What was the thing I wanted to do the second most while in DC? Oh, yeah, visit the Wall for the first time. I've been trying, for who knows what reason, to reconcile in my mind the light and dark sides of my Mother Kali--pleasure and pain, love and violence, beauty and horror. And--I have this irrational obsession with the Vietnam War, which contained about as much pain, violence, and horror as any human event I know of. I had never been to the Vietnam Veterans' Memorial, was always too scared but always felt very drawn there, and after picking myself up and dusting myself off in the darshan ballroom I figured, there will never be a better time. There's no point in describing the Wall, other than--if something this terrible had to happen (and it didn't, but it did anyway so--it did), there could be no better monument than Maya Lin's somber V and Frederick Hart's terribly tender statue. (The World War II memorial, by contrast, is just plain silly--something out of Duck Soup.)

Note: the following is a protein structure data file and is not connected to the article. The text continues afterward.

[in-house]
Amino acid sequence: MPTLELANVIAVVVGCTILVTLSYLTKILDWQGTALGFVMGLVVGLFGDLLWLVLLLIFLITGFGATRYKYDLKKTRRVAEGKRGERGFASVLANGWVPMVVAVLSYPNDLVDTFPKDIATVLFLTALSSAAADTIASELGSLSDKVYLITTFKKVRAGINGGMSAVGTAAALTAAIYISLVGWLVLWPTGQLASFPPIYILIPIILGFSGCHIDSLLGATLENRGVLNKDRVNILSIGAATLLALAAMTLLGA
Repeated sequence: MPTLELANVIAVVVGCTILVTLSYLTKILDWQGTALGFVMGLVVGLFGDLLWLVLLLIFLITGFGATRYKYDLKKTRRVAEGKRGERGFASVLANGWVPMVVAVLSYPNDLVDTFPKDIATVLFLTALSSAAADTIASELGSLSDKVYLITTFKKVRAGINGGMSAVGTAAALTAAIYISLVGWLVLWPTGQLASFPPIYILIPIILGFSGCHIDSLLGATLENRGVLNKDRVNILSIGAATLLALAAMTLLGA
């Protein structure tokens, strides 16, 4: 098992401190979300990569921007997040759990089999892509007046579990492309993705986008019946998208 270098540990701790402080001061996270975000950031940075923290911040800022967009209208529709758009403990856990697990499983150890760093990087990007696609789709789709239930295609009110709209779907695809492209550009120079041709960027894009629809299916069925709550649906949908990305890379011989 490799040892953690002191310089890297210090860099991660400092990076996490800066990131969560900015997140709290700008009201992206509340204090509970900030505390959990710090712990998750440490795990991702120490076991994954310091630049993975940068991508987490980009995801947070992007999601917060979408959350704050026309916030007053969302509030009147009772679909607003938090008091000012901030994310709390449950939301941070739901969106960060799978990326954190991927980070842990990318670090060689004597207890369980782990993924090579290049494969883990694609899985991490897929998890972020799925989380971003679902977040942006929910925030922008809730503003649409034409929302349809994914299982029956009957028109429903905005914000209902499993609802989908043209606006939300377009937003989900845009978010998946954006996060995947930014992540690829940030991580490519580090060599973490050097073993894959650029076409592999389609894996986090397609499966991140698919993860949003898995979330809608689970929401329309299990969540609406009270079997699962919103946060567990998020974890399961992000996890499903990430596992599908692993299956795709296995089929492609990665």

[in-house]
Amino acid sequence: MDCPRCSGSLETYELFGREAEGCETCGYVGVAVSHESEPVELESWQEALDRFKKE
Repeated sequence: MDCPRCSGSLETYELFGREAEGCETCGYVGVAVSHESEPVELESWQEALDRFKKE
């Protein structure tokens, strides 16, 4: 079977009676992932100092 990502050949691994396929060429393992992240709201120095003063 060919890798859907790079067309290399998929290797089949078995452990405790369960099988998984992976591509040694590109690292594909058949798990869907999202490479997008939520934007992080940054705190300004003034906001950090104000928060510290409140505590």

This was all over by about 3:00, and then I realized I'd eaten nothing but a power bar since 4:00 that morning and so I set off up the Mall--miles and miles in the 100 degree heat and 100% humidity--to find something to eat. That's another (very pathetic) story.

Monday, July 11, 2005

Airplane Reading

Let's face it: I'm picky. No, I have impossibly high standards. The choice of what to read on the plane: a nightmare. It can't be too complicated, because it's hard to concentrate on planes, but it had better not be too moronically simple, either. I want to be entranced. I want to forget where I am, what's going on, who's there, and, since I travel for business fairly often, where I'm going.

Good airplane reads of yore:
  • Super-Cannes, J.G. Ballard
    • Absorbing, scary, creepy as hell.
  • Tinker, Tailor, Soldier, Spy, John Le Carré
    • In 200 years it'll be Coetzee who? De Lillo what? Did they ever hang with JLC?
  • Durga Puja, ed. Swami Satyananda Saraswati
    • I was trying to read this in Sanskrit and it was like closing my eyes and imagining I was assembling an ocean liner piece by piece.
The best ever:
  • Drawing Blood, Poppy Z. Brite
    • I not only forgot I was on a plane, I forgot who I was or that I was. Exquisite Corpse gave me another great Brite flight; that time we had delays from hell and I was glad--if the plane took off and I got where I was going, I'd have to stop reading the book!